Skip to main content
Premium Trial:

Request an Annual Quote

BioChain Licenses Epigenomics Methylation Marker

NEW YORK (GenomeWeb News) – BioChain has licensed Epigenomics' methylated Septin9 biomarker for the detection of colorectal cancer and will start offering an assay based on the marker in China, Epigenomics announced today.

BioChain will offer the assay through its Beijing-based independent reference laboratory — equivalent to a CLIA lab — called Beijing BioChain Medical Laboratory. BioChain manufactures life science tools and molecular genetics diagnostics and has offices in Newark, Calif., and Beijing.

Financial and other terms of the deal were not disclosed.

In a statement, Thomas Taapken, CFO and acting CEO of Epigenomics, noted the growing prevalence of colorectal cancer in China and the need for early detection. The deal with BioChain "allows more convenient alternatives for CRC screening to become available in this emerging market," he said.

"Through this agreement we will immediately initiate efforts in China to validate and deploy the methylated Septin9 assay allowing the establishment of new standards for access and convenience in our home market," added Grace Tian, CEO of BioChain Institute, USA. "We see this effort as a first step in developing a relationship with Epigenomics to bring early-stage cancer detection to the market."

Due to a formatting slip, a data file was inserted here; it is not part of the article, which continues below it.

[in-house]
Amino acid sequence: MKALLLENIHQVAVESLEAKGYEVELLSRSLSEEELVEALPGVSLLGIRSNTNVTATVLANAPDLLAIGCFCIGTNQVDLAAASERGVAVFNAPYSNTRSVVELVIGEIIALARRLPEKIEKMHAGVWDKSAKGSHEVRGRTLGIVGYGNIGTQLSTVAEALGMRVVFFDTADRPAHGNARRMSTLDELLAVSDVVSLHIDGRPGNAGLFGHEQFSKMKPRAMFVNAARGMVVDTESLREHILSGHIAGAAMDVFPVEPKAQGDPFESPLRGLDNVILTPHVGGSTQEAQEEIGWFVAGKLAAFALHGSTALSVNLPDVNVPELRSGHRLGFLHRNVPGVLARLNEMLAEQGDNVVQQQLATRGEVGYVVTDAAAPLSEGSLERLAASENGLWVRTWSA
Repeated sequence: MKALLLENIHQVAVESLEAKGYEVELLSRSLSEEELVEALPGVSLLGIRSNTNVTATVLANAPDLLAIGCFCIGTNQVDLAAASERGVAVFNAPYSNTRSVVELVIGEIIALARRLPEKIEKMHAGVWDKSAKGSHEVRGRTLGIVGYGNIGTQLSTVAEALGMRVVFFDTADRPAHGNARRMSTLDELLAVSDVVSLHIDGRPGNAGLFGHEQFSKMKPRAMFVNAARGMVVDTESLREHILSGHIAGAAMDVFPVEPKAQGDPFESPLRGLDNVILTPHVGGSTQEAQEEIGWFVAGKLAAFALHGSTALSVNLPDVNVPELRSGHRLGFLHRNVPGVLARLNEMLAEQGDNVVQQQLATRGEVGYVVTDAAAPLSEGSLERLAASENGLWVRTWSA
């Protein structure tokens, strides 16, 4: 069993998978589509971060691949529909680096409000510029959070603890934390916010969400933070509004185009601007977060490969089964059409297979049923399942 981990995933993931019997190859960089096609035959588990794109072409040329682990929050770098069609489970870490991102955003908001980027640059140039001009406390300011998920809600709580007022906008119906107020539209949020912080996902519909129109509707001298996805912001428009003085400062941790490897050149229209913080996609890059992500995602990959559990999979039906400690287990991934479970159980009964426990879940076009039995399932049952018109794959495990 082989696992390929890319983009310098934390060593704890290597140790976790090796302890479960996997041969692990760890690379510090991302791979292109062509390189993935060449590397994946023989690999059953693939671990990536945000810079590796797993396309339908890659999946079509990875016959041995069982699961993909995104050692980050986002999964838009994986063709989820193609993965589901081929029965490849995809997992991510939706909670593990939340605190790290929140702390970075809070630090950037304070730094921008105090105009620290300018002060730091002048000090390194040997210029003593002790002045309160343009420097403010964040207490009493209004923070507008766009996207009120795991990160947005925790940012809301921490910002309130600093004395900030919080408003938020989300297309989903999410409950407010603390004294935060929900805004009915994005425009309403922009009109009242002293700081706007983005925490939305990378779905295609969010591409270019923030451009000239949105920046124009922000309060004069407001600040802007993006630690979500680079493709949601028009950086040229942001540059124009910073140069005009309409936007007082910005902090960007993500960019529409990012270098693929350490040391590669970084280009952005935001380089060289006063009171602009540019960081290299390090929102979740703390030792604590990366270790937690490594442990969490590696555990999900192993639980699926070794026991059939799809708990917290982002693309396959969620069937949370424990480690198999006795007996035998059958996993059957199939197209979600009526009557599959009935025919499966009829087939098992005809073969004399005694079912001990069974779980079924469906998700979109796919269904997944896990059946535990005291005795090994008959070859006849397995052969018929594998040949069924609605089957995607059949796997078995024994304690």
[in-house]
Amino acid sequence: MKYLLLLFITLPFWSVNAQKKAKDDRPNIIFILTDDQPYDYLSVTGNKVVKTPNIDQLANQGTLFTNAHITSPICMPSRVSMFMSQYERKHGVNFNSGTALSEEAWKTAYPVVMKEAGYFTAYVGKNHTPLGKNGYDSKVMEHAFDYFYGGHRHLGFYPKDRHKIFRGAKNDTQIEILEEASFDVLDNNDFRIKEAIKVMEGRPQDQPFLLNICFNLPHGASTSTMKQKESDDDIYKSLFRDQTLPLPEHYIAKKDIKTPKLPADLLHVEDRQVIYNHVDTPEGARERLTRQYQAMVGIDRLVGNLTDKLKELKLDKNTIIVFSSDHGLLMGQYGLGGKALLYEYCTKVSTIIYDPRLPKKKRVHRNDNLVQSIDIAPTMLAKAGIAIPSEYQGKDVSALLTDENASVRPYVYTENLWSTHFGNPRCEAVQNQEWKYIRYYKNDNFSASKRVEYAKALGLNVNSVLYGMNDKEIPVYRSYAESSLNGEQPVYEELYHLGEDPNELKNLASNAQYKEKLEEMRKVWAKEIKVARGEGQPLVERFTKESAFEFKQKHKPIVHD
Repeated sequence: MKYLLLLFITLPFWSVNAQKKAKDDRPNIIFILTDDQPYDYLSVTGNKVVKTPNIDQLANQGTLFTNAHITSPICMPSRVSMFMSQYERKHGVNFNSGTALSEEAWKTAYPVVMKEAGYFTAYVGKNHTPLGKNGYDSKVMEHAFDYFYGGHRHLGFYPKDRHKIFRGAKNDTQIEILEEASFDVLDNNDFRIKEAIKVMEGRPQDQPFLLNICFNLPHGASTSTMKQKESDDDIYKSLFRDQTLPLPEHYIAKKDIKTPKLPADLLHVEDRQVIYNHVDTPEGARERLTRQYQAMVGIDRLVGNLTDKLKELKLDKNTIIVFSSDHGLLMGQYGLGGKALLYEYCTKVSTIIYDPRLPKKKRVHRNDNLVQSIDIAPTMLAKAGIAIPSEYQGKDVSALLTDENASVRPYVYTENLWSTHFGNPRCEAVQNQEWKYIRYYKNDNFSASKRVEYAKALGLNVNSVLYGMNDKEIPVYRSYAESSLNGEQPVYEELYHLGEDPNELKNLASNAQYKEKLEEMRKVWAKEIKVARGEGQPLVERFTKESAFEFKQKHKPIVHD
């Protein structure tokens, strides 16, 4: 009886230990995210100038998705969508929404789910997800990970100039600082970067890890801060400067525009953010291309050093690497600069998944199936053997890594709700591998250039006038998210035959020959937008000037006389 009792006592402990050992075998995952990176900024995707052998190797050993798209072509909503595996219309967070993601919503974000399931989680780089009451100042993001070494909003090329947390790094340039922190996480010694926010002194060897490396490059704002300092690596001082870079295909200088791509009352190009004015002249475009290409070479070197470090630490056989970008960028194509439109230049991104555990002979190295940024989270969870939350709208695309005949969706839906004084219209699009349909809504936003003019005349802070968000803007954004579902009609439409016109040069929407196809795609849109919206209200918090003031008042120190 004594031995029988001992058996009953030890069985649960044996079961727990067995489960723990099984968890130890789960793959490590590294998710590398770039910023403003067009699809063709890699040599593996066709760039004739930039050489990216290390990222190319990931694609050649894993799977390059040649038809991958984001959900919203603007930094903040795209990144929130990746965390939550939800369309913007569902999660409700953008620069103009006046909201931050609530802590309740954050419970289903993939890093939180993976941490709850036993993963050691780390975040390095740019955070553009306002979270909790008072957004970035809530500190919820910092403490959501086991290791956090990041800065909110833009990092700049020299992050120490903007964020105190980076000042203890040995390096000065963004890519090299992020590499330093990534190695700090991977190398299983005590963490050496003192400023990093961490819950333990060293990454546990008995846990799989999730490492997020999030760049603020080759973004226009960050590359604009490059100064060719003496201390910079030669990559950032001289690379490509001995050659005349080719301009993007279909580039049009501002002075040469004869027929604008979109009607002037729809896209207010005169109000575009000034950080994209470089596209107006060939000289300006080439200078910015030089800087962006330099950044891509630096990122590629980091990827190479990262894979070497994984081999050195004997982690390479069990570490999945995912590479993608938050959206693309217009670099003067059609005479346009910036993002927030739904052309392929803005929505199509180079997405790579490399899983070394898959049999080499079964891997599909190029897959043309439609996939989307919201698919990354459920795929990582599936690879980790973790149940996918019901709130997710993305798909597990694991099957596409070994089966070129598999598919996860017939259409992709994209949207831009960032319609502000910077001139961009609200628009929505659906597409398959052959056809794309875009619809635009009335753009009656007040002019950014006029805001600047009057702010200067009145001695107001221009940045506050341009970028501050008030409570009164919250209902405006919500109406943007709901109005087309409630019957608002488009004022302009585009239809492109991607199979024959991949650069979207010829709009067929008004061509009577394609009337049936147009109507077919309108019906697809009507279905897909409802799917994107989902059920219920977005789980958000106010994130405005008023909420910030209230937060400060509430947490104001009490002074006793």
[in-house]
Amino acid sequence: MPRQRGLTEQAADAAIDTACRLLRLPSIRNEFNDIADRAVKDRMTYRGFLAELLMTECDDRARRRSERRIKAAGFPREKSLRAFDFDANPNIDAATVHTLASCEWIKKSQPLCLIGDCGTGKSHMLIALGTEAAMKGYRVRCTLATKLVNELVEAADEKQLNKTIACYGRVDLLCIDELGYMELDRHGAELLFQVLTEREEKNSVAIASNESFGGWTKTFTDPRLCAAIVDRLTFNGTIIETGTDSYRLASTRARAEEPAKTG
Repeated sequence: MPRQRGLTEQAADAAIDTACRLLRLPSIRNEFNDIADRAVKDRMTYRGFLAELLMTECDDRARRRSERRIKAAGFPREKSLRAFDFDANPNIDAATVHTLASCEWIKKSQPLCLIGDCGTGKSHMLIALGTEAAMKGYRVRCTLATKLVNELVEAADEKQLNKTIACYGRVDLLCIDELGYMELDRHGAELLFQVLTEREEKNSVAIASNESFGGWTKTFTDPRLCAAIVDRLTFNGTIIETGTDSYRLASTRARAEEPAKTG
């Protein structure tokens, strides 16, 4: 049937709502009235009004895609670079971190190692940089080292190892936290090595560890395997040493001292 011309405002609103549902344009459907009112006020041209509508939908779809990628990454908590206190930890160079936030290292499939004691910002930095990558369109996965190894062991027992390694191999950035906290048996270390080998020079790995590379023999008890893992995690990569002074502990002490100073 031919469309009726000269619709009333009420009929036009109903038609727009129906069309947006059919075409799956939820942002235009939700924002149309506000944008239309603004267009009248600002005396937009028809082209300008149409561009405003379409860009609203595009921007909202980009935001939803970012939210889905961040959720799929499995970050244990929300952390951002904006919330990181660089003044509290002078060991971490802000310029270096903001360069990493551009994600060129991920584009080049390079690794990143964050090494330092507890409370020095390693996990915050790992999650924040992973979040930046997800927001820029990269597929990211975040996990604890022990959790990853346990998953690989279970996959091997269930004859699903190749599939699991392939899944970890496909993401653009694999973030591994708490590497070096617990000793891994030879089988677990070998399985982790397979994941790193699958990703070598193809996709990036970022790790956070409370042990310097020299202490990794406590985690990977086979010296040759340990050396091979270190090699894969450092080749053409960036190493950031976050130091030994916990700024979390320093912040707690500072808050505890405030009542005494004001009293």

Epigenomics markets a CE-marked Septin9-based screening test called Epi proColon in Europe and the Middle East and filed its premarket approval application with the US Food and Drug Administration in December to market the test in the US.

The Scan

Positive Framing of Genetic Studies Can Spark Mistrust Among Underrepresented Groups

Researchers in Human Genetics and Genomics Advances report that how researchers describe genomic studies may alienate potential participants.

Small Study of Gene Editing to Treat Sickle Cell Disease

In a Novartis-sponsored study in the New England Journal of Medicine, researchers found that a CRISPR-Cas9-based treatment targeting promoters of genes encoding fetal hemoglobin could reduce disease symptoms.

Gut Microbiome Changes Appear in Infants Before They Develop Eczema, Study Finds

Researchers report in mSystems that infants experienced an enrichment in Clostridium sensu stricto 1 and Finegoldia and a depletion of Bacteroides before developing eczema.

Acute Myeloid Leukemia Treatment Specificity Enhanced With Stem Cell Editing

A study in Nature suggests epitope editing in donor stem cells prior to bone marrow transplants can stave off toxicity when targeting acute myeloid leukemia with immunotherapy.